National Rifle Association Executive Vice President Wayne LaPierre has a new rallying cry to spotlight the importance of every American’s right to keep and bear arms: “Remember New Orleans.” In a speech earlier this week to the New York chapter of the Sportsmen’s Association for Firearms Education, LaPierre painted a compelling picture of New Orleans residents left defenseless by Hurricane Katrina – as one-third of the city’s police force deserted their posts and abandoned the streets to roving bands of looters and thugs.
Here is a partial transcript of LaPierre’s rousing address:
“Picture your beloved hometown, the neighborhood where you live. Hold that image in your head. Now imagine that a massive natural disaster has transformed your beloved neighborhood into a putrid soup of splinters, muck and corpses. A massive natural disaster has pounded and ground your town into an ugly gravy of dead, toxic garbage. There’s no power to run a single thing that makes a sound. There’s no water to bring in hydration or carry away waste. All life is stagnant around you – and dying. You can’t call anyone. No one can call you. Phone lines and cell towers are down. 911 is gone. Police, fire, ambulance – the safety net of normal life – is completely gone. Think about what that would feel like. There’s no one but you.
“The shadows of armed looters and thugs begin combing the streets with hard eyes and hungry looks. They take what they want. They rape who they want. They kill at will. Every exit is impassable, so leaving is impossible. But staying is unimaginable. Life has been reduced to merely breathing, devoid of the barest essentials. Your throat throbs for water. Your gut aches for food. And both hungers are eclipsed by the inevitable fight for survival against those who would take your home, your wife and your life.
“It’s a hellish nightmare of hopelessness, helpless terror – bigger than your brain can almost imagine . You hear nothing but the buzz of mosquitoes, occasional shouts for help – and gunshots and looting in the dark.
“But you have a firearm.
“At dawn, a few neighbors emerge from their houses. Some of them also have guns. And you get together with them and you agree to take a stand – just as good people have done since civilization was formed. Until civilization returns, you band together to protect those who can’t protect themselves. You realize suddenly that you’re part of the militia in the truest historic sense of the word. You’ve got a lot of single mothers with kids on your street. . . . Everyone’s doors and windows are wide open – they’ve been destroyed. So you tell the single mothers: ‘If you have any trouble, just scream. We’ll hear you. We’ll be there.’
“You spray paint sheets of plywood with big red letters – ‘We are home. We have guns. We will shoot.’ And you know, because even the New York Times carried a picture of it – that’s exactly what they did in neighborhood after neighborhood all over the Gulf states. Not in some foreign country – here in the U.S.A. Roving gangs see your sign, they see your guns and what do they do? They stay away. Those guns and nothing else during that time gave the hopeless hope . . . In the midst of all that misery you’re struck at that moment by the beauty and the salvation of second amendment freedom in the United States of America . . .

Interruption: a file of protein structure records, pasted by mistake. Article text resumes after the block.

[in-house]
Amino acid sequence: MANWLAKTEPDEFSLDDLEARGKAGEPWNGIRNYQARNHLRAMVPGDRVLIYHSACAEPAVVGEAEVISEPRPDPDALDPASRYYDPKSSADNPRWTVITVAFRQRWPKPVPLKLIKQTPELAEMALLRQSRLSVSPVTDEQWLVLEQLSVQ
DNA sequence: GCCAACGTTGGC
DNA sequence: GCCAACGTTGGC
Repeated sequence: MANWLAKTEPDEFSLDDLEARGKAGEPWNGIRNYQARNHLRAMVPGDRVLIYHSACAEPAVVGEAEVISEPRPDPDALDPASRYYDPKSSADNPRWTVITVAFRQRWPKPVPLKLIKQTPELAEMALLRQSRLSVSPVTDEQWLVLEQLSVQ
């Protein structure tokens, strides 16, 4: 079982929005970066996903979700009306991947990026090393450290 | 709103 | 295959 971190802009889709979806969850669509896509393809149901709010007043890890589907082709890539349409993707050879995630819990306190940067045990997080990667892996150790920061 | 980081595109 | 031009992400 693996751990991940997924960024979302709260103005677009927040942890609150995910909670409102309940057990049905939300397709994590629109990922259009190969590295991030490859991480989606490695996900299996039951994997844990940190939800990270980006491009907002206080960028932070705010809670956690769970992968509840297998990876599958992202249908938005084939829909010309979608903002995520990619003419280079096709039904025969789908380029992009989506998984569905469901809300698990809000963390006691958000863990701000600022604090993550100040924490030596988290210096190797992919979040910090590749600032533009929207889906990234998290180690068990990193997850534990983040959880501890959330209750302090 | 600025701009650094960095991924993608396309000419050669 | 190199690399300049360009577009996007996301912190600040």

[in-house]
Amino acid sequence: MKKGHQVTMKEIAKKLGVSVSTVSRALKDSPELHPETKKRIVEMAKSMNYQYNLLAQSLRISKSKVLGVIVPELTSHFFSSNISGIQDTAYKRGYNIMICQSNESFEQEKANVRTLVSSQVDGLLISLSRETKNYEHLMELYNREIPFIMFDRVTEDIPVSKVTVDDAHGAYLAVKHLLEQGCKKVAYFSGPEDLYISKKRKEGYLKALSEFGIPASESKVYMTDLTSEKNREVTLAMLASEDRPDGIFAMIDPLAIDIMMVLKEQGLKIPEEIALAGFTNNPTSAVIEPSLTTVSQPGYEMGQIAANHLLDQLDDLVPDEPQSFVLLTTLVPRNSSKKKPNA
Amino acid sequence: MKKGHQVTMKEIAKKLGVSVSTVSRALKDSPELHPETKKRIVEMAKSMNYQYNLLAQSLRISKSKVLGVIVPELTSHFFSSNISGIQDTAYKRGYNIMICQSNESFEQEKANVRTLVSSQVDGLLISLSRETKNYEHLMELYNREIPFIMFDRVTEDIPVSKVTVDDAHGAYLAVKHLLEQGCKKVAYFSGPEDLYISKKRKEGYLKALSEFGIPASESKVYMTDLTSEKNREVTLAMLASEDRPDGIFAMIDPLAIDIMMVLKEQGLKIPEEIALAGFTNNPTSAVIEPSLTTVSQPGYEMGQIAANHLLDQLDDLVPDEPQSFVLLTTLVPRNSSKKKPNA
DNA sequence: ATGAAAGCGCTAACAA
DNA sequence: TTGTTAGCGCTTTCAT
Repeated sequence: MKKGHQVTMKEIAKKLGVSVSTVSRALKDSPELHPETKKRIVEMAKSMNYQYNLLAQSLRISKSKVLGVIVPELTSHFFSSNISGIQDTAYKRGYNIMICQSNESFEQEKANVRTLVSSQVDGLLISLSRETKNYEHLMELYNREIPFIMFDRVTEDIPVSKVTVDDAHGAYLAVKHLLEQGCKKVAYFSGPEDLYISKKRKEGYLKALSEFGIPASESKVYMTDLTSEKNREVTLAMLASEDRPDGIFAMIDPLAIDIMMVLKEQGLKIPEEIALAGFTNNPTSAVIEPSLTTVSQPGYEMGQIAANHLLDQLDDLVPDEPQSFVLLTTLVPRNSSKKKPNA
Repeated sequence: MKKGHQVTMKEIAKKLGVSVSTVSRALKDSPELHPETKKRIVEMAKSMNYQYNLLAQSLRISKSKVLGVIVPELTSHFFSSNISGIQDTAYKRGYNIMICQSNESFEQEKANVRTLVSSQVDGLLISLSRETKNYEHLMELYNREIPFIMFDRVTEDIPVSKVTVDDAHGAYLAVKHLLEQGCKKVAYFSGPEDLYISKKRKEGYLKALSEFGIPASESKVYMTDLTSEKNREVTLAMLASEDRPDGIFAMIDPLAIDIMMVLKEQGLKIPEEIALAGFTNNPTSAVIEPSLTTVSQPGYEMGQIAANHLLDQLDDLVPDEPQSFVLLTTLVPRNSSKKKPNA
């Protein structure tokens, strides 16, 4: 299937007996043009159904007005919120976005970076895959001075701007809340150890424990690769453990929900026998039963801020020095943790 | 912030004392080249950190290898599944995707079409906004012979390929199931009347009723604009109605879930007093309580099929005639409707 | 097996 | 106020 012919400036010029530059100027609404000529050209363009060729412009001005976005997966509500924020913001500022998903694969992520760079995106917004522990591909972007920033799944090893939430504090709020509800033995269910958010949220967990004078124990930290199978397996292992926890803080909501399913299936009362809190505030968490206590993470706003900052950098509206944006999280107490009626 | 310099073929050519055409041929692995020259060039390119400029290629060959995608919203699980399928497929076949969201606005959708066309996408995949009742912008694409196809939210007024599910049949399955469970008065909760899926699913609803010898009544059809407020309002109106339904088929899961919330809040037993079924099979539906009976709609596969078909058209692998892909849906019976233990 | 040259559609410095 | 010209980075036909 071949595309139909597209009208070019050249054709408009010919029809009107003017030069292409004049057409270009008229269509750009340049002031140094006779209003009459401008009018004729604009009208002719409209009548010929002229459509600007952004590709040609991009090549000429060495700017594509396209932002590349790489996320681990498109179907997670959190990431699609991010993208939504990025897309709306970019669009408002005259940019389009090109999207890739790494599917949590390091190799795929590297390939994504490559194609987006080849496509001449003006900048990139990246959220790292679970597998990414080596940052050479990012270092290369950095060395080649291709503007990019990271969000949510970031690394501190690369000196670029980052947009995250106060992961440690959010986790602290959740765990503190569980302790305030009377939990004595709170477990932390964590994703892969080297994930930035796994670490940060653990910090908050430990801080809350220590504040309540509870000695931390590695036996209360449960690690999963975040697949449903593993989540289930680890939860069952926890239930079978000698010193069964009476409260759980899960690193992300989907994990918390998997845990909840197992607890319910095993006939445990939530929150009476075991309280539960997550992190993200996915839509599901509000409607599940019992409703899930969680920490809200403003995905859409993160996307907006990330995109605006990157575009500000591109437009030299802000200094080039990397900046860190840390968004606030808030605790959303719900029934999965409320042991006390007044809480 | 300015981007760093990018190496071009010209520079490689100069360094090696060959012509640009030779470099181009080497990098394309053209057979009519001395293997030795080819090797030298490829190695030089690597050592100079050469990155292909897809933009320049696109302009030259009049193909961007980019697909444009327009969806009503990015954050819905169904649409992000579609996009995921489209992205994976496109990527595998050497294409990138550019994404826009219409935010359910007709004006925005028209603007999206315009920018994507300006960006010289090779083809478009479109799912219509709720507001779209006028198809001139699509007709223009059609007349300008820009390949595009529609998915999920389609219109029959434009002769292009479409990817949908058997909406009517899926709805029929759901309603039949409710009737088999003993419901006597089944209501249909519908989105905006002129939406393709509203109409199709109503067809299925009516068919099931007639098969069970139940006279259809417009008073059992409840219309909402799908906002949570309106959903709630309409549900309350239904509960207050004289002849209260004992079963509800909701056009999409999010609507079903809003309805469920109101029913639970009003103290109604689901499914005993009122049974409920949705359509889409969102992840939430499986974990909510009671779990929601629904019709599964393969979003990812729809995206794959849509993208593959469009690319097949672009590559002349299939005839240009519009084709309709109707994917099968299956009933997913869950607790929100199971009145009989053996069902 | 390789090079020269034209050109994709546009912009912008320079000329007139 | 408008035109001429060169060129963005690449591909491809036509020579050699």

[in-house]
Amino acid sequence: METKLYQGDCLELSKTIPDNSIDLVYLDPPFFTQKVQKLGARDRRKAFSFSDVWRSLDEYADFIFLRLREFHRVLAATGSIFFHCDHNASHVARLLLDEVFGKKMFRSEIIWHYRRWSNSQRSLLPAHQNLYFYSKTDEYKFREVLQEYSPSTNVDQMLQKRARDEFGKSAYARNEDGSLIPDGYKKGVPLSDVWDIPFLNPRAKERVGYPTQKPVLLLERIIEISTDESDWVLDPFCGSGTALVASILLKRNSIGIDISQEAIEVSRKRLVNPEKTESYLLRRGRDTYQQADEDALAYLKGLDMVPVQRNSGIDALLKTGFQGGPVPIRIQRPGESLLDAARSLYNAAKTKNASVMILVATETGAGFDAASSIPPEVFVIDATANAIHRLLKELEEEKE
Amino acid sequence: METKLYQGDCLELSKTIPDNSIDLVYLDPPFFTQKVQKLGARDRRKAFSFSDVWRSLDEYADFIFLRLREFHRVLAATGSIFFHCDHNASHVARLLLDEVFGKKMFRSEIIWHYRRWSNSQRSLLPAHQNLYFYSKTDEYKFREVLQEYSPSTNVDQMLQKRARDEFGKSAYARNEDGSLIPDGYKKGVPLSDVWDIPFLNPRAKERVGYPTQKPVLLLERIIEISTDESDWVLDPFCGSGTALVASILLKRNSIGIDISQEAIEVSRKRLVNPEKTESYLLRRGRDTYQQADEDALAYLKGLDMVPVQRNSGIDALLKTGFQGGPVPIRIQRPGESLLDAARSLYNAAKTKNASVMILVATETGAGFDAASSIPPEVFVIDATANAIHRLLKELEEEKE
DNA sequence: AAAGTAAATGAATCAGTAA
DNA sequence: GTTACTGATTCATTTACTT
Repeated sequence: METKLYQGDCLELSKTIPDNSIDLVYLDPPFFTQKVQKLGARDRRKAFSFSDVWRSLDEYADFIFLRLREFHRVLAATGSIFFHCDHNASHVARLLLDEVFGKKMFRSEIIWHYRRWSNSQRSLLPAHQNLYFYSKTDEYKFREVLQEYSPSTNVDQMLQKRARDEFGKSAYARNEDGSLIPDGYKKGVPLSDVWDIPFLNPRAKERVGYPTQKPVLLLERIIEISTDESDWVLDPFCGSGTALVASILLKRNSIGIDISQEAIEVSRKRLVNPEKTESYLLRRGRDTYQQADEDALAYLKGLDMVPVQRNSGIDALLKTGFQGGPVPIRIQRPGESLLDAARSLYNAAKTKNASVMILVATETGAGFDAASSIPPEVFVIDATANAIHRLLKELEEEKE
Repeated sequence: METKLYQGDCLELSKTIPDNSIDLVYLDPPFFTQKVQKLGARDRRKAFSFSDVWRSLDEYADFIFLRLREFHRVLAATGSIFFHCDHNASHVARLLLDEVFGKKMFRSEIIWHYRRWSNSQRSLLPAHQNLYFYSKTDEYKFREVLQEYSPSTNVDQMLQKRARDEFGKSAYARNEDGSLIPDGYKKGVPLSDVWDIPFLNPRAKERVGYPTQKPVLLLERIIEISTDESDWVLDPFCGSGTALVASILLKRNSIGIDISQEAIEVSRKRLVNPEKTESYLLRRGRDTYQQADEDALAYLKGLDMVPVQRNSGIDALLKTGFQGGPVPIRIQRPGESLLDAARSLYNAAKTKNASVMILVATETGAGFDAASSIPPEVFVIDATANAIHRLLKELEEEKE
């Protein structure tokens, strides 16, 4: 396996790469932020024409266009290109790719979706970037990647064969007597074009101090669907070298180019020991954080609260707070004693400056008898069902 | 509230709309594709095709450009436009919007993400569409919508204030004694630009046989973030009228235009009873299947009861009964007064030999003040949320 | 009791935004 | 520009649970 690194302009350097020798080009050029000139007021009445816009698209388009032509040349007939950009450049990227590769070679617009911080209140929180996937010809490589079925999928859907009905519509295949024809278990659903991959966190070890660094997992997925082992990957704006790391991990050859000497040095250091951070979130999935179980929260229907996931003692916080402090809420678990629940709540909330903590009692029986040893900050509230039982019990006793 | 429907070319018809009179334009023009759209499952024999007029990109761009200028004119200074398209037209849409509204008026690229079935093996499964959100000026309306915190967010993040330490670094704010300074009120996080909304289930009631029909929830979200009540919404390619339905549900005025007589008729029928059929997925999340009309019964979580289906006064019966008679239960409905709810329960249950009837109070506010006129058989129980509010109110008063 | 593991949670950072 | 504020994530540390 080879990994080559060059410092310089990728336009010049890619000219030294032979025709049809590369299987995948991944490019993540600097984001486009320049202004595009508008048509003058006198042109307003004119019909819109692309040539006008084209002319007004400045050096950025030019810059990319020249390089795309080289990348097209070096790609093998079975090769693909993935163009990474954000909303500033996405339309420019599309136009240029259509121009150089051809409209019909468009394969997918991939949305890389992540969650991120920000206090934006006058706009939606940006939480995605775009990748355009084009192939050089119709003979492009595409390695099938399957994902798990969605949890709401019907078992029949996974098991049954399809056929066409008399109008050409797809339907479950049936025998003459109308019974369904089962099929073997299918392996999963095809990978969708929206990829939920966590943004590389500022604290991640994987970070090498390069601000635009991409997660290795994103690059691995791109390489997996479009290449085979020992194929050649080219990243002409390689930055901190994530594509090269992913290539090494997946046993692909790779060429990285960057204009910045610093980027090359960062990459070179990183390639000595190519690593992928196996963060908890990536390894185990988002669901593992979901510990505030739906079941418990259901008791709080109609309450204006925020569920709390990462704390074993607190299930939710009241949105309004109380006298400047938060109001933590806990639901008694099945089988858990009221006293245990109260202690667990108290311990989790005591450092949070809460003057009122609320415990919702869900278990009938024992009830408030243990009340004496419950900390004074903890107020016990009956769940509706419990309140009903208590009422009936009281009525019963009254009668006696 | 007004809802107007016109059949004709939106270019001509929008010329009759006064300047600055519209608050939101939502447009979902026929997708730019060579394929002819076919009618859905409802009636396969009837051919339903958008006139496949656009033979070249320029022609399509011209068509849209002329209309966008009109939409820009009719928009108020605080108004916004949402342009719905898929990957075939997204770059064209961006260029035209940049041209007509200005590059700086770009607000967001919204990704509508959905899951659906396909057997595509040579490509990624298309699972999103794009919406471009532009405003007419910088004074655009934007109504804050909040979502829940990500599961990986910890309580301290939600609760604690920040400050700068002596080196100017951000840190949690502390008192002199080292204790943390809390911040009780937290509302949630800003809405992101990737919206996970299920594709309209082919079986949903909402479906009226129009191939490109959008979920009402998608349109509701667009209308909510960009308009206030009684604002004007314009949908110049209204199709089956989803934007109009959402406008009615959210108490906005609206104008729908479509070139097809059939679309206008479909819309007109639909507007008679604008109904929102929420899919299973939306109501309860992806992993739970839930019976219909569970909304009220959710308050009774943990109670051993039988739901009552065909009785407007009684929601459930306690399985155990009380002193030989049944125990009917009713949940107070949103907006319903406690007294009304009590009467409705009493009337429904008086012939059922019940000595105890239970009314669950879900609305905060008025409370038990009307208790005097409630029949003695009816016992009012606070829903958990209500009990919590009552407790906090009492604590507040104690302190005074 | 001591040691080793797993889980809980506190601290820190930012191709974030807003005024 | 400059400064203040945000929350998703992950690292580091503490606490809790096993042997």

“The armed authorities finally arrive. The blame a broken levee for your predicament. But then, something you couldn’t imagine happening, happens. They destroy the one thing that was standing there between you and anarchy – the second amendment.
“They start confiscating firearms from the law abiding. Swat-style teams start swarming block-by-block as if on a war footing. They’re tense, they’re jumpy and they’re trained for urban warfare . Keep in mind, these military folks, these police folks – they were on our side. They didn’t want to carry out this order that was given by the police chief of New Orleans…. In fact, they were outraged over what they’d been ordered to do. A reporter asked one of them – ‘You mean [you might have to] shoot an American?’ And the soldier said ‘yes.’ But the Americans he was talking about shooting, they weren’t criminals. They were brave people who were simply left behind when the hurricane hit in one of the most corrupt cities in the United States of America.
“New Orleans was the first city in American history to disarm peaceable American citizens door-to-door at gunpoint. And I’ll tell you this as we sit here today – it must be the last . With your help, the National Rifle Association is going to make sure it never happens again. We’re going to go state-by-state and change every state law that has some type of emergency powers statute that allows authorities to regulate or confiscate guns from law abiding citizens when an emergency is declared . The example of New Orleans is going to become to worst fear of those who want to ban guns in the good old U.S.A. Never again can the anti-gunners claim that honest citizens don’t need firearms because the police and the government are going to be there to protect you . And we’ve got a good slogan that you’re going to hear from one end of the country to the other. And that slogan is: Remember New Orleans…..
“The next time anyone says to you: ‘Are you just afraid or paranoid?’ Look them straight in the eye and say: Remember New Orleans.
“If they ask you, ‘Why does anyone need to own a gun?’: Remember New Orleans.
“If they say to you, “Why does anyone need a high-capacity magazine?” Look them straight in the eye and say: Remember New Orleans.
“What’s wrong with a 15 day waiting period? Remember New Orleans.
“What makes you think the government would ever confiscate your gun? Remember New Orleans.
“Is the second amendment relevant in the 21st Century? Remember New Orleans.
“That’s our battle cry and let’s never, ever let them forget it.”